After a man from Halbrite, Sask., had a stroke while vacationing in Arizona, his family learned they were on the hook for a $56,000 flight home — and other medical bills yet to come in — as their health insurance claim was denied.
“He has forgotten how to talk, how to swallow,” Rebecca Fee said, talking about her grandfather who she said has been like her father.
Fee said her grandparents, Louis and Arlene Lamothe, are avid snowbirds and spend half the year in Yuma, Ariz.
On Feb. 3, around 6 a.m., Arlene found Louis on the floor. He had suffered a stroke and was paralyzed on the left side. Louis was airlifted to Banner – University Medical Center in Phoenix. The next day, Fee drove for 30 hours from Estevan, Sask., to be with her 80-year-old grandmother.
“He was immediately intubated. He had a lot of heart problems after this,” Fee said. “He was in ICU for two weeks and now his breathing tube has come out.”
About 16 days into their stay there, the family learned their Blue Cross insurance was not covering their medical fees and her grandfather was denied coverage.
Fee said the insurance company argued it was because Louis Lamothe did not disclose a change in cholesterol medication, which he had been taking. Louis was on a 10-milligram pill in Saskatchewan, which was increased to a 20-milligram dosage in July, three months before he left for the U.S.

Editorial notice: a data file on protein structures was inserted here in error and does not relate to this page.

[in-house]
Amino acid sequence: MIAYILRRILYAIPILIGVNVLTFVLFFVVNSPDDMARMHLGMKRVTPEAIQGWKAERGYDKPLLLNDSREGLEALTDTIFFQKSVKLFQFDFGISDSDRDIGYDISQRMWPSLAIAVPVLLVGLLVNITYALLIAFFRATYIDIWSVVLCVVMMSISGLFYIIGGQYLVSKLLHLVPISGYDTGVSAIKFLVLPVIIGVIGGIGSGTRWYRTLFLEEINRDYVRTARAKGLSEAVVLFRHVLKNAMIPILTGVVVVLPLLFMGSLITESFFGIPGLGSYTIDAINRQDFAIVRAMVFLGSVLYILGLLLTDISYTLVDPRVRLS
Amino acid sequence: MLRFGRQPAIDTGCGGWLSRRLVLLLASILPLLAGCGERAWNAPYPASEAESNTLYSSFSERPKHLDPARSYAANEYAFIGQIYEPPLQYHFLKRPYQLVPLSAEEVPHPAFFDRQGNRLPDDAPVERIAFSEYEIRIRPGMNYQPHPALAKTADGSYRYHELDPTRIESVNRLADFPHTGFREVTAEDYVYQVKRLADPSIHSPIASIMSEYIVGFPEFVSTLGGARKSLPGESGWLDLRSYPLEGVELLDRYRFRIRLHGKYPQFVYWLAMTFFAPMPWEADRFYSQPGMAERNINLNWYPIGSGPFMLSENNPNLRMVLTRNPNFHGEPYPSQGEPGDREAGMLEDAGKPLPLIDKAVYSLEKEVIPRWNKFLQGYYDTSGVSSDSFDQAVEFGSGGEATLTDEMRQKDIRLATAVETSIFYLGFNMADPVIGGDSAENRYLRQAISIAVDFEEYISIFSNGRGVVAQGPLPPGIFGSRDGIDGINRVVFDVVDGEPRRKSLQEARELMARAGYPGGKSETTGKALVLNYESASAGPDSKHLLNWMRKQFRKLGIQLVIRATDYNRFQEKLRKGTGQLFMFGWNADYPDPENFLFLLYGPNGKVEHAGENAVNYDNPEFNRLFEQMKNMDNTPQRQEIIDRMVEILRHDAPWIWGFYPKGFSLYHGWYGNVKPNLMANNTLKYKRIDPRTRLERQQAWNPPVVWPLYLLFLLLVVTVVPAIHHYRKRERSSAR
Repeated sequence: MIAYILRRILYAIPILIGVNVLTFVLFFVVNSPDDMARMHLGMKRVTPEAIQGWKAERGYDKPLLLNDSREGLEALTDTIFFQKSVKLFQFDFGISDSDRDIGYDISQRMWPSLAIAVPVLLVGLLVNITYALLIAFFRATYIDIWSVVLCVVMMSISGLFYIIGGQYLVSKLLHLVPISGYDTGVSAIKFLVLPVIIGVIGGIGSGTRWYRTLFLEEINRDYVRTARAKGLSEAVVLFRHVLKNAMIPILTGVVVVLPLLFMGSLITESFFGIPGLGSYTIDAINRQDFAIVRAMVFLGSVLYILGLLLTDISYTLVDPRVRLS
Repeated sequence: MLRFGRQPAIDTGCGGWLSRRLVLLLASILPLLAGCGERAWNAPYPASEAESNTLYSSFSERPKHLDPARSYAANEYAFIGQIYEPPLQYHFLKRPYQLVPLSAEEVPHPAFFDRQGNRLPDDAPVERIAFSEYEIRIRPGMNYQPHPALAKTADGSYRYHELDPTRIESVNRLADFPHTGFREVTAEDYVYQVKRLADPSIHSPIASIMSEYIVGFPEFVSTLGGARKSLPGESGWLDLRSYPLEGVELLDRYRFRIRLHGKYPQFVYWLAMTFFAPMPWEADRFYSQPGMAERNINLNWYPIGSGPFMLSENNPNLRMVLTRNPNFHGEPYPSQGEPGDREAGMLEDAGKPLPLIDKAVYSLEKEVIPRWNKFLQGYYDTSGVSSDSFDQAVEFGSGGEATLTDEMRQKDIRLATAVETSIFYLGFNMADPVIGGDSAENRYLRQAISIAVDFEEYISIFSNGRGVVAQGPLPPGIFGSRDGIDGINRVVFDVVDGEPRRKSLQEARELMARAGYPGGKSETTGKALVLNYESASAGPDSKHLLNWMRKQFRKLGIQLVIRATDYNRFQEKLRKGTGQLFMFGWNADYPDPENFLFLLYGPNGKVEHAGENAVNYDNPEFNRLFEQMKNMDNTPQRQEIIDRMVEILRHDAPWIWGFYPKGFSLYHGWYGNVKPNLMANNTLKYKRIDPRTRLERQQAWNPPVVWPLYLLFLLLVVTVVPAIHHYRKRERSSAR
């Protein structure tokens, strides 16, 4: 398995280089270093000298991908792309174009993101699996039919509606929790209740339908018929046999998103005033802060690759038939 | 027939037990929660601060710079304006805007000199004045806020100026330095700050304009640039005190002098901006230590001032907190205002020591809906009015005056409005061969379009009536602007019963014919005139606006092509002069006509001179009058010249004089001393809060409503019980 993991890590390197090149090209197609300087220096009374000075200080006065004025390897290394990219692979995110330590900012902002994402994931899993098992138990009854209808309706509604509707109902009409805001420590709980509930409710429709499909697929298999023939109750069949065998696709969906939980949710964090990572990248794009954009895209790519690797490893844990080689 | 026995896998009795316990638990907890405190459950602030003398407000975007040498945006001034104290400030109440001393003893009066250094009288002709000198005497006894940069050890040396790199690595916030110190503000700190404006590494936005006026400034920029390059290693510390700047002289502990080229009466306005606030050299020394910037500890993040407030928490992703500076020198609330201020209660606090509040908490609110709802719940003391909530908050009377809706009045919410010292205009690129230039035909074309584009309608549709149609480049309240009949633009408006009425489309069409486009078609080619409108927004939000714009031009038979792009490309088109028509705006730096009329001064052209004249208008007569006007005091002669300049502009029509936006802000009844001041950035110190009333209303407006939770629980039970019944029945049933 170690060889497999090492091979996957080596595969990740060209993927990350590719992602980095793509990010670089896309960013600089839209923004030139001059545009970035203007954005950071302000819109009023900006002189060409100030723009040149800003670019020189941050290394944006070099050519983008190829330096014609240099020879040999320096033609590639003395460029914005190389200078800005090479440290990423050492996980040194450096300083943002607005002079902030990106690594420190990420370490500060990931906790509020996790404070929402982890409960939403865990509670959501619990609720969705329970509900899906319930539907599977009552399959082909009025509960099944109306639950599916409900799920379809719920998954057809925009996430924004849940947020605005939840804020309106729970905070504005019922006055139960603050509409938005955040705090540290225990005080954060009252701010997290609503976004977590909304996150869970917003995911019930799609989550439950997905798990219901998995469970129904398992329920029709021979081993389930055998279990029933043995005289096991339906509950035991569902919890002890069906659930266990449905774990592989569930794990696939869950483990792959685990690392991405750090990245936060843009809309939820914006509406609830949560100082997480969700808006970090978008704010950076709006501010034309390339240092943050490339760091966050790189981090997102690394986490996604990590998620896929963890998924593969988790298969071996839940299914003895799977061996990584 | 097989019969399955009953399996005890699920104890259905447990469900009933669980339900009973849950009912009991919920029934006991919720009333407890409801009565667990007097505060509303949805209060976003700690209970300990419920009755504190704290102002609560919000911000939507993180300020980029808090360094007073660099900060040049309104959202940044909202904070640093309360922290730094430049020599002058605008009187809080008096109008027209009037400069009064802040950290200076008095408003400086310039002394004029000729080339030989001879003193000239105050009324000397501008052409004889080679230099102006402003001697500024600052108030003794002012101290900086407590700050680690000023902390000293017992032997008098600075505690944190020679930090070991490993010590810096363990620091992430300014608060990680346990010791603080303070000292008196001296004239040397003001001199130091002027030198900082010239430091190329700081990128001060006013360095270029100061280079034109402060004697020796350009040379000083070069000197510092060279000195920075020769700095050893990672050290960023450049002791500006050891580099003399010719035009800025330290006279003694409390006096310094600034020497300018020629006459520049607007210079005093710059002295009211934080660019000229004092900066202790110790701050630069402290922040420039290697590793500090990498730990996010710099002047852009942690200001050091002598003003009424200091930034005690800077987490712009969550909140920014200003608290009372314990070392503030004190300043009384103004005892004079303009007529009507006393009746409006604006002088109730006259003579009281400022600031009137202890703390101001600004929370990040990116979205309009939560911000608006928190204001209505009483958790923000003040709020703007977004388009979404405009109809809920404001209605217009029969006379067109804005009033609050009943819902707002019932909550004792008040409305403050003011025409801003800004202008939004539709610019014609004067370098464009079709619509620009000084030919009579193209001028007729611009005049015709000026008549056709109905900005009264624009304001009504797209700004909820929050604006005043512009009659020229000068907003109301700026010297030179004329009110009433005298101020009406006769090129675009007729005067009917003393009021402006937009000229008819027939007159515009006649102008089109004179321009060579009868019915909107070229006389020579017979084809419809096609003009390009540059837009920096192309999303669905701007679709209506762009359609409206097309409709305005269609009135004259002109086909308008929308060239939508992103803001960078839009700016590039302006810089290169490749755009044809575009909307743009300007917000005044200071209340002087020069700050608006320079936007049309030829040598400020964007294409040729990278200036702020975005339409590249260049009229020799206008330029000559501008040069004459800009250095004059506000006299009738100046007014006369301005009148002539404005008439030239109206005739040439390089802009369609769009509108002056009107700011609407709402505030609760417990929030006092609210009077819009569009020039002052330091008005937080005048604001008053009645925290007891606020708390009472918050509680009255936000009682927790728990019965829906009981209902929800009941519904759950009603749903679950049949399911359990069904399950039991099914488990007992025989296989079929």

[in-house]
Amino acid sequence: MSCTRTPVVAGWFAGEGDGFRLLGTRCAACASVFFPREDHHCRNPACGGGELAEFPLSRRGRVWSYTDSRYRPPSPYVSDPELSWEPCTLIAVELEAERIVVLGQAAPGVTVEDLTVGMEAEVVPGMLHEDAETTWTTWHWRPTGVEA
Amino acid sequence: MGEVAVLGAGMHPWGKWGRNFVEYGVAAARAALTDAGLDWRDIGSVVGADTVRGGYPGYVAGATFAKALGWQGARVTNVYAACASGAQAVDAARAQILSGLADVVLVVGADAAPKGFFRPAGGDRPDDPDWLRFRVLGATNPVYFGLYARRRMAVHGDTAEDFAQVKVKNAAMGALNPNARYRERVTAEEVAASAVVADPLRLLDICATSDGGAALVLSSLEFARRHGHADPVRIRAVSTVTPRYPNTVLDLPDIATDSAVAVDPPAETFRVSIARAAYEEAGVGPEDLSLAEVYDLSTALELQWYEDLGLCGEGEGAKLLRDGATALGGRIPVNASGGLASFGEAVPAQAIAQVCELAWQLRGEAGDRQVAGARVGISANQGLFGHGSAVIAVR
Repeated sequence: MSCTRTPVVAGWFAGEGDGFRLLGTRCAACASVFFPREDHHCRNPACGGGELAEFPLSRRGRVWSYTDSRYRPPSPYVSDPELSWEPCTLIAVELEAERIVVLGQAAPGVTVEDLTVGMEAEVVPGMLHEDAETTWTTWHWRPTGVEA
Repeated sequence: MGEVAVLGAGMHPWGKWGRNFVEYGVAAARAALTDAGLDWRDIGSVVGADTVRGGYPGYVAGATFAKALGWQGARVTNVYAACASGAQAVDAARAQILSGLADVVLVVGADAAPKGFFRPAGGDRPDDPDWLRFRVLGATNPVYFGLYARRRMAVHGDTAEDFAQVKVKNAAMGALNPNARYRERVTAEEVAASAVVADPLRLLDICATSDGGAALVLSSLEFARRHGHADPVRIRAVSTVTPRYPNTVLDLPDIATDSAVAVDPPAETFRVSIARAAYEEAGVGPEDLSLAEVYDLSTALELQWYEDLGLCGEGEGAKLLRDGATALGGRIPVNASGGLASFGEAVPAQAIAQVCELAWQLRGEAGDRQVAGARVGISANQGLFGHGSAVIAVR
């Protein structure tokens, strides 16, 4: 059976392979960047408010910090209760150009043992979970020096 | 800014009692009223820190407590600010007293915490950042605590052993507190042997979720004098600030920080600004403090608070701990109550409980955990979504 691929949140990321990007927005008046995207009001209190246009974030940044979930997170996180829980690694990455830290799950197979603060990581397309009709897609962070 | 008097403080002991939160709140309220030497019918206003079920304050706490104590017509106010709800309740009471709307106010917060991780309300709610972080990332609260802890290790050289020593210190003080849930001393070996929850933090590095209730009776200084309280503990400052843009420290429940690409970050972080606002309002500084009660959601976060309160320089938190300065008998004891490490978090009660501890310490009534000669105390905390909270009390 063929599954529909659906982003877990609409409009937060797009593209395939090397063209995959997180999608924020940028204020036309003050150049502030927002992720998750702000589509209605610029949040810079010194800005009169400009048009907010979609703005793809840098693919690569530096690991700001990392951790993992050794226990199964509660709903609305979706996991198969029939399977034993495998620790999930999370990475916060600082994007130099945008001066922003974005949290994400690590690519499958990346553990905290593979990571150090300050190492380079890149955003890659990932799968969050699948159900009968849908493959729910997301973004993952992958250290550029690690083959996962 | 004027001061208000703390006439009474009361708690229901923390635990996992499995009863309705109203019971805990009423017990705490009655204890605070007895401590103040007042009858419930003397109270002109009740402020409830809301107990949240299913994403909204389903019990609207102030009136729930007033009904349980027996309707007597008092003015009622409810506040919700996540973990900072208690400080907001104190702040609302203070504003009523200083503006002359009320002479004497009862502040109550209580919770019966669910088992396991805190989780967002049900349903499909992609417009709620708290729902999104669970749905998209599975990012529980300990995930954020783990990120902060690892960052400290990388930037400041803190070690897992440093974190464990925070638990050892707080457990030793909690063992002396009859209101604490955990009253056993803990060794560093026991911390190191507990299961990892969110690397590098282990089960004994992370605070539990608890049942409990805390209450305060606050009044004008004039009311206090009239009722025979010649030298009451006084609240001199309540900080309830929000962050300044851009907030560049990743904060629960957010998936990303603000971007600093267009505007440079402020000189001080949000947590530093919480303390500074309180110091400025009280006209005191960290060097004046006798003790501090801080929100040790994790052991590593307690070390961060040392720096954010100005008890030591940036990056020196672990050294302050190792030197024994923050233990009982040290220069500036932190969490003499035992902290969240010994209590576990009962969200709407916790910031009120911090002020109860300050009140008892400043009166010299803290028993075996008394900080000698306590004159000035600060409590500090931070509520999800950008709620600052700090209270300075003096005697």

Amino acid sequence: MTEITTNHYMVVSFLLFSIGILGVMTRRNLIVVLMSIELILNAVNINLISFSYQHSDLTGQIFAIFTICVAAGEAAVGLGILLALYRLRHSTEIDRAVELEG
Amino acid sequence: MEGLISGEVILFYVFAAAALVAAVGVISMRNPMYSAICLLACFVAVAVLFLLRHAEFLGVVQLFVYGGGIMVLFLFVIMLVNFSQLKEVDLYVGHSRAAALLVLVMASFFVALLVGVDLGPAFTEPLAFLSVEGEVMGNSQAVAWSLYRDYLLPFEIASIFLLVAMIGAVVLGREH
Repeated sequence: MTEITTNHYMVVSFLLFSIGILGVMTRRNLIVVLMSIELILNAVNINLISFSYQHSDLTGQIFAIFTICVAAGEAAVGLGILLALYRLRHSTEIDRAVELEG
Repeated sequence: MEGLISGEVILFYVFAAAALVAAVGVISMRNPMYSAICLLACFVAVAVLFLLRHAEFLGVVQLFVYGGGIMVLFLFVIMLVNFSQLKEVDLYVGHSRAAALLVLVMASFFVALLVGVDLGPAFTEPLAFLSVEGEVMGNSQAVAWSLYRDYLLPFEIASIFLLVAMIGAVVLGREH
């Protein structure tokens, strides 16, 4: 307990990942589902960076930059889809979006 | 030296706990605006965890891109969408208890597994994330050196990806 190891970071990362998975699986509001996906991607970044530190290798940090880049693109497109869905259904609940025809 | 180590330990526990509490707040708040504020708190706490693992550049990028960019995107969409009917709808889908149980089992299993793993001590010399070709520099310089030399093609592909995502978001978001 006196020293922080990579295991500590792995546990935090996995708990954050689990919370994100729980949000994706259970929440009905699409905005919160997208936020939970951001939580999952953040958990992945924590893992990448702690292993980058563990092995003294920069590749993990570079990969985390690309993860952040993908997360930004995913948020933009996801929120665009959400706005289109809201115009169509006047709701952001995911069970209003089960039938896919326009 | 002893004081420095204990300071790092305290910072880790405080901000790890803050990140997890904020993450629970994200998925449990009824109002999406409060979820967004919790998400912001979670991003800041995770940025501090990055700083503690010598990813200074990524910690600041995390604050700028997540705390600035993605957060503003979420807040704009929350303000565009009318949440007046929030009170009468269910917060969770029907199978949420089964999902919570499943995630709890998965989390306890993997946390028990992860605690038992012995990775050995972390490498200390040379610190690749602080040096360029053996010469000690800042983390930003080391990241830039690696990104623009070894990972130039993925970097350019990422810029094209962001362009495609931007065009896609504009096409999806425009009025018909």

Lamothe also suffered from chronic obstructive pulmonary disease.
Fee said that because the 10-milligram dosage increase was not communicated, Blue Cross declined to insure Louis for his hospital stay or flight home. The family said they do not know why Louis did not disclose the change in medication but say it was not deliberate.
“It was a major shock when insurance folks said we are on our own,” Fee said, noting Louis filled out his application correctly disclosing he had a previous heart attack and lives with chronic obstructive pulmonary disease.
“He would not have hid a 10-milligram cholesterol dosage change. So, whether he forgot as a 72-year-old that this dosage change even happened, or that he even knew, we can’t confirm it.”
The family has not received the bill for his 24-day hospital stay in Arizona, but believe it will easily be a couple of hundred thousand dollars.